First, it stays upright on its own-even the handles stay up!  It is super roomy in the main compartment-room for our four towels and plenty of extra space for cover ups, etc.
Second, it has tons of exterior pockets all around to store all sorts of things (such as the four pair of identical green goggles we got so we never have to argue over who gets what color)
And (cheap, waterproof) flip flops and pool (cheap!) sunglasses in a rubber waterproof case. . . 
And sunblock so we don't have to dig down to the bottom of the bag or worry about something pressing down on the button and spraying it all over our stuff . . . 
And a little hook to clip out waterproof money holder in so we don't have to dig for change when we want a sno cone. . .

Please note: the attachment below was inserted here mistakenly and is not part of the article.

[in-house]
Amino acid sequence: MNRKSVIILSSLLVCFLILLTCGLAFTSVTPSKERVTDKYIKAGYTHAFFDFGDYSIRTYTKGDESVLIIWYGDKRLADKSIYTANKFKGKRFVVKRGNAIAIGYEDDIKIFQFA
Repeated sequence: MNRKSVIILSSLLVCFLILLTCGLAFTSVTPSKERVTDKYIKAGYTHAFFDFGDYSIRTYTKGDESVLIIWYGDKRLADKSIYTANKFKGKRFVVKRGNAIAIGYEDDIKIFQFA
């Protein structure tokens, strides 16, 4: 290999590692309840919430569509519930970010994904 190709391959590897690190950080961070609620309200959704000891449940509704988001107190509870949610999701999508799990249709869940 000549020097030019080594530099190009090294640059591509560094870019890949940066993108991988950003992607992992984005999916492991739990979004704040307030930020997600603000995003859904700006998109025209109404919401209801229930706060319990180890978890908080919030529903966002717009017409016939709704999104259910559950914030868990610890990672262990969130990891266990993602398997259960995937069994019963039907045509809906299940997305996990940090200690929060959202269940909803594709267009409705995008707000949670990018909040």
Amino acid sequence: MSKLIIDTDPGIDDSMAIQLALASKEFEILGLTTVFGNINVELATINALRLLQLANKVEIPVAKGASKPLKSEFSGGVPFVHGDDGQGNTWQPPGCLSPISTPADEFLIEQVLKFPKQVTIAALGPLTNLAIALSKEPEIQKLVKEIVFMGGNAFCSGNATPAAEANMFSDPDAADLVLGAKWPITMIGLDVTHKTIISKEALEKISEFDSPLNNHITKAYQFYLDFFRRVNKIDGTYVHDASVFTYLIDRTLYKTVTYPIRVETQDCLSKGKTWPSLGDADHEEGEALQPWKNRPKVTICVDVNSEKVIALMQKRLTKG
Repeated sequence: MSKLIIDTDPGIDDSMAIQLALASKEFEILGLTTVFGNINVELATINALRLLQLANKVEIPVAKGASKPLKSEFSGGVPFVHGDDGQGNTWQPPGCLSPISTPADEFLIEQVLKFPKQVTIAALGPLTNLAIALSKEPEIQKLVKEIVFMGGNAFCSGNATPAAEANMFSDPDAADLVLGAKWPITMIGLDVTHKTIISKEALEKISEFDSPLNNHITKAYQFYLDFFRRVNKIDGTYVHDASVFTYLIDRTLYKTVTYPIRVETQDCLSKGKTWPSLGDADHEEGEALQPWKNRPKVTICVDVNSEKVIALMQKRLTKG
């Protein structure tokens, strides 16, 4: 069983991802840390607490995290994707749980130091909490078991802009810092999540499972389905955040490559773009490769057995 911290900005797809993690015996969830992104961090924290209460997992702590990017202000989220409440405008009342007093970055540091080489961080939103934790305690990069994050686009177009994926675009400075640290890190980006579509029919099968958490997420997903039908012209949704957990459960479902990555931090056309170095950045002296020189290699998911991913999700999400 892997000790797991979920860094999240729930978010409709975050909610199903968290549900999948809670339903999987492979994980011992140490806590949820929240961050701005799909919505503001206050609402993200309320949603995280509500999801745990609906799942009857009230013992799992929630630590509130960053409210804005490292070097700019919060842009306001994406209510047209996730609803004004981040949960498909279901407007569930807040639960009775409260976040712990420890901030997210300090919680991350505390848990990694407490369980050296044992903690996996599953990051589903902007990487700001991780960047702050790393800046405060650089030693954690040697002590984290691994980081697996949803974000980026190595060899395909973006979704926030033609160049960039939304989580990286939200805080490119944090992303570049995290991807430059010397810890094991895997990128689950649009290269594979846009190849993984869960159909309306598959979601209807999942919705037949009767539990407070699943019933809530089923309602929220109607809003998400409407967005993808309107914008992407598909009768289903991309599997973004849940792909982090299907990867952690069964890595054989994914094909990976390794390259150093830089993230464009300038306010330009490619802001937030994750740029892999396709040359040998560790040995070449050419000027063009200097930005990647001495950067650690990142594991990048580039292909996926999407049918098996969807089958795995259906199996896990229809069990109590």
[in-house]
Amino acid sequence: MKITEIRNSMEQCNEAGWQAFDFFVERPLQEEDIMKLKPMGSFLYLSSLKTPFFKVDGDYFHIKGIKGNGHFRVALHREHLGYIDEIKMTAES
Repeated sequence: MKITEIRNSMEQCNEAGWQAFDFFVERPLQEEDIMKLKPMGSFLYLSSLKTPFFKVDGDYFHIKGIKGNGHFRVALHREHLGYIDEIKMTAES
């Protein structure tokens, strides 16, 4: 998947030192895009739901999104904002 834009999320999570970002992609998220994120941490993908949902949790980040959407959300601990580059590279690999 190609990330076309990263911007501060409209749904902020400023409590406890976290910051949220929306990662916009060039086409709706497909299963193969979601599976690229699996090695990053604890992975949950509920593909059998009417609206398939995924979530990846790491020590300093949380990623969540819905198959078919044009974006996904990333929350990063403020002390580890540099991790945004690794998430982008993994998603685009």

And a perfect place to hook the Dri Cat iPhone case (rated for a depth of 18 feet) so I can take all the underwater pictures I want!-it comes with a carabbeaner and a lanyard so you can keep it attached to your body hands-free in the pool! 

Wednesday, April 30, 2014

How to get rid of SPAM emails and take control over your inbox

I hate SPAM. I really, really do. I've missed so many truly important emails because they get lost in the absolute flood of SPAM. As you have probably noticed, junk mail filters are worthless. I mean, they weed out the random malaysian porn emails and stuff, but do nothing to cut down on the floods of emails from companies, non-profits, etc. that bury the email from your kid's room parent telling them to wear their carnival t-shirt on Thursday. No bueno.

Sooo, I decided to fight back. Starting in January, I made it my mission to eliminate SPAM, one annoying sender at a time. I became absolutely ruthless about clicking "unsubscribe" from every single email that I deemed junk. It is a bit of a painstaking process, but it is the only way to really cut down on SPAM. At first it feels like you are accomplishing nothing because there are still so many, but over the months, I got less and less and now I go entire days in a row without a single unwanted email. It is GLORIOUS.